Prime Minister Jacinda Ardern announced yesterday a further 126,000 cattle would be destroyed in a effort to rid the Mycoplasma bovis from New Zealand, as the Government moves forward with "phased eradication."

Professor Keith Woodford spoke to The Country's Jamie Mackay about the decision, saying it could be a "useful step" in the fight against the cattle disease, once there is more clarity about what it entailed.

"We still haven't got the details of just what phased eradication means," says Woodford who has asked Minister for Agriculture Damien O'Connor for clarification around the term and what negotiating power farmers will have.

"Some of these farmers would actually prefer to milk through the next season because if their cows are slaughtered now there's no chance of them having cows for the coming season and the cost to the Government would also be a whole lot less. So as long as there's a quarantine ... then that seems a useful step."


The Government has committed to reviewing the situation in spring when it will have more information on the extent of the spread. If Mycoplasma bovis is prevalent in New Zealand, it could mean changing to management instead of eradication.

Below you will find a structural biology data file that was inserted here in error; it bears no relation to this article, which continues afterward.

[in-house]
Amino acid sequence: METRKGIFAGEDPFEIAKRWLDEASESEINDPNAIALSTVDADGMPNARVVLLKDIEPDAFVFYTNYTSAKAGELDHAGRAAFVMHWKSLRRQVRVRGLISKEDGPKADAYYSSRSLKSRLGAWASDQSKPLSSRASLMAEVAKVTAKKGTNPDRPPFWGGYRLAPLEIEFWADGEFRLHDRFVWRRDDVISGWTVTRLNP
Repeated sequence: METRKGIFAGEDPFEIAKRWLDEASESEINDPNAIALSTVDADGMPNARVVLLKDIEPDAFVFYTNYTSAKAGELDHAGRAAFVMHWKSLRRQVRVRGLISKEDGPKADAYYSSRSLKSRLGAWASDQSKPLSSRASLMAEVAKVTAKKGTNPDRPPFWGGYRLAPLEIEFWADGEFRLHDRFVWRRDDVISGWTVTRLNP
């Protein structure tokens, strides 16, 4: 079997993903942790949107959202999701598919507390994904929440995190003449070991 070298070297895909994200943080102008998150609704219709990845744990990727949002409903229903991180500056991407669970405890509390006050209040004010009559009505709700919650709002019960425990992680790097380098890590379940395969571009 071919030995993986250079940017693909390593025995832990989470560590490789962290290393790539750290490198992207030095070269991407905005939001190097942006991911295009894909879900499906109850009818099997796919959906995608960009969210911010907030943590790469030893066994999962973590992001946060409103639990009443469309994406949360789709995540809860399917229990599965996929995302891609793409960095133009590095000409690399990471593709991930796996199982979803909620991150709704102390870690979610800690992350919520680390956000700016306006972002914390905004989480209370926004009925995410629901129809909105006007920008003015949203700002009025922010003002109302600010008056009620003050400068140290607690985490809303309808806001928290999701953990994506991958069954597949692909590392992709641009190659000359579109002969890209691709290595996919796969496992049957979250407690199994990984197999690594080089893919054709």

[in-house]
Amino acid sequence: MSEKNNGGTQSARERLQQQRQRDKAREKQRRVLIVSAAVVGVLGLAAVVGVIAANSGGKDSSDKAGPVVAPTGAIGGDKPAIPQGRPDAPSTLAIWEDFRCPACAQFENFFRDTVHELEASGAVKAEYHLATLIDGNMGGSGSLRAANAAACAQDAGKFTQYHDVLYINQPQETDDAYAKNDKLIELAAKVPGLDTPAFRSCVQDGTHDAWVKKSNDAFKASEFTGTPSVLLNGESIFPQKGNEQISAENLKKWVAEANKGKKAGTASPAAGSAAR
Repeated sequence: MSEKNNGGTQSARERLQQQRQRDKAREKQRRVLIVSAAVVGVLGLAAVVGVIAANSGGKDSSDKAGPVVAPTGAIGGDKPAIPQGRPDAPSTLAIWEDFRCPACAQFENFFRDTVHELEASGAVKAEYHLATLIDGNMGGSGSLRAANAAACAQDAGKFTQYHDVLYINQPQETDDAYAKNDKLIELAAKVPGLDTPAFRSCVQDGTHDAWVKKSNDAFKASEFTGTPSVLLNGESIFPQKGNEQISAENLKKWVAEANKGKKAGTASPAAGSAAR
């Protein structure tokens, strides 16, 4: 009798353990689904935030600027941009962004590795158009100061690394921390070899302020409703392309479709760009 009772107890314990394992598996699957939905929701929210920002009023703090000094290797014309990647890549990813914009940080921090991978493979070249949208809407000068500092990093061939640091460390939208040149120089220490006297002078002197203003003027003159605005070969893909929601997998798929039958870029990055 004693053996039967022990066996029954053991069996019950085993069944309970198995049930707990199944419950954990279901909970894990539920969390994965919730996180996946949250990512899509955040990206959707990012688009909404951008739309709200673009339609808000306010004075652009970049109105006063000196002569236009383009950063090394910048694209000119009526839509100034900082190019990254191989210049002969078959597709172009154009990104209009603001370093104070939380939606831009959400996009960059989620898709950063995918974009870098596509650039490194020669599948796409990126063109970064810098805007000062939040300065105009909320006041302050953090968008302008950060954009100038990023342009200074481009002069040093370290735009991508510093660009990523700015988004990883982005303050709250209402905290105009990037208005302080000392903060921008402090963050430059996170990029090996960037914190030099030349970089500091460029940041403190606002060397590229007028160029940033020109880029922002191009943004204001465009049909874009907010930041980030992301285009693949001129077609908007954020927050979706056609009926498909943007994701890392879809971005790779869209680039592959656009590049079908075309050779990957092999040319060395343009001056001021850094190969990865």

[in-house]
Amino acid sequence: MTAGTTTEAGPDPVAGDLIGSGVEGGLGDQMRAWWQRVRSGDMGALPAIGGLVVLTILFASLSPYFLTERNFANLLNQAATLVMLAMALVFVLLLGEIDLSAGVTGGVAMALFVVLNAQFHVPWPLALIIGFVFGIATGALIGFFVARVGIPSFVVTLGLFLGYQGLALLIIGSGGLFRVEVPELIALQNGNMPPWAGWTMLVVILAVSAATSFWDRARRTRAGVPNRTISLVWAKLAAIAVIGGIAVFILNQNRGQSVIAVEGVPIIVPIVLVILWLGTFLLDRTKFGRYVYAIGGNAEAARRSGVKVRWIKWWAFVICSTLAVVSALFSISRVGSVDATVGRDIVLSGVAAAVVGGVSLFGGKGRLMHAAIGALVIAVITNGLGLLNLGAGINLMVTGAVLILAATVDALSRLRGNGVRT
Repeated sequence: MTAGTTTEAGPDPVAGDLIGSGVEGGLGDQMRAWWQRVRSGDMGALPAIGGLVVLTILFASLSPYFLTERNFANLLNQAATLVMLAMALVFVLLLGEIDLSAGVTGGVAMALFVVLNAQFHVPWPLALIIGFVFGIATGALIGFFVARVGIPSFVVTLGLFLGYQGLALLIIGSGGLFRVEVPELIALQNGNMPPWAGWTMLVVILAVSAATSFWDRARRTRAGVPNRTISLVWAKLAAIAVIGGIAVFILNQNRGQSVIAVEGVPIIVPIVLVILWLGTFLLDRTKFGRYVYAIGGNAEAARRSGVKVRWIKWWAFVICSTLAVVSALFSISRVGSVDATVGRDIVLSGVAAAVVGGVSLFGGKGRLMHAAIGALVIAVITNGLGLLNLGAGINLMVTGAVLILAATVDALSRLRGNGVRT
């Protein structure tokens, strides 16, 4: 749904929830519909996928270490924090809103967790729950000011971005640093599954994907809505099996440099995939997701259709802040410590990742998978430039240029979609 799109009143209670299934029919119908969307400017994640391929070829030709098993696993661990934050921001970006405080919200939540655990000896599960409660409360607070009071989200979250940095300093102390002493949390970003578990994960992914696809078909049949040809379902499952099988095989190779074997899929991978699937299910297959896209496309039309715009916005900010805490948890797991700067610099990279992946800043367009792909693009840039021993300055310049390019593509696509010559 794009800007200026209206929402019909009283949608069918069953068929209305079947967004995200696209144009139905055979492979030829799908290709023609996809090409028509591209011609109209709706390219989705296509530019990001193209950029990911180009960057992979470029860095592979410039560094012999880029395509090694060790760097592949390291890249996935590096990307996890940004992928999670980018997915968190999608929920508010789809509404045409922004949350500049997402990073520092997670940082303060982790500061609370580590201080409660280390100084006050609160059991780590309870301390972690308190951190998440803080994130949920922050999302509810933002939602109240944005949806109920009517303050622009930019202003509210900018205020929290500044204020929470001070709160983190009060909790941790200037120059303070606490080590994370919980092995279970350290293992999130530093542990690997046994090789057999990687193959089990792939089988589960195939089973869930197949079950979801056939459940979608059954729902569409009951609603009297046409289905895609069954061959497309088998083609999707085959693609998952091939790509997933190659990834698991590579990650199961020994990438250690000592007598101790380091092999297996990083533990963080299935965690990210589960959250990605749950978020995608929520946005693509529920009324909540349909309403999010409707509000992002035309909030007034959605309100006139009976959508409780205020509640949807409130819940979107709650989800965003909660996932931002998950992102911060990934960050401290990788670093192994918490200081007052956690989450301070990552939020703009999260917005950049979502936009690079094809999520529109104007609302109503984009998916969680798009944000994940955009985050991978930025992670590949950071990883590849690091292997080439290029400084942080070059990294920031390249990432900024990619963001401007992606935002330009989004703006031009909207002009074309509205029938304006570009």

"One of the real worries is that the disease has been here longer than what MPI thinks," says Woodford who has concerns that the Ministry for Primary Industries is still slow to recognise how early M. bovis could have been in New Zealand.

Compensation is important for farmers affected by Mycoplasma bovis and MPI has been criticised for being too slow with processing claims. Woodford says compensation is a complicated issue and any promise to speed up claim times "aren't all that realistic."

"It's relatively easy to value an animal ... but then when it comes to loss of income, that's really hard. You have to be able to verify your losses. What you're having to verify is something that didn't actually happen, but what would have happened."

Also in today's interview: Professor Keith Woodford discusses who should pay for Mycoplasma bovis, the farming community or the tax payer?

Listen below: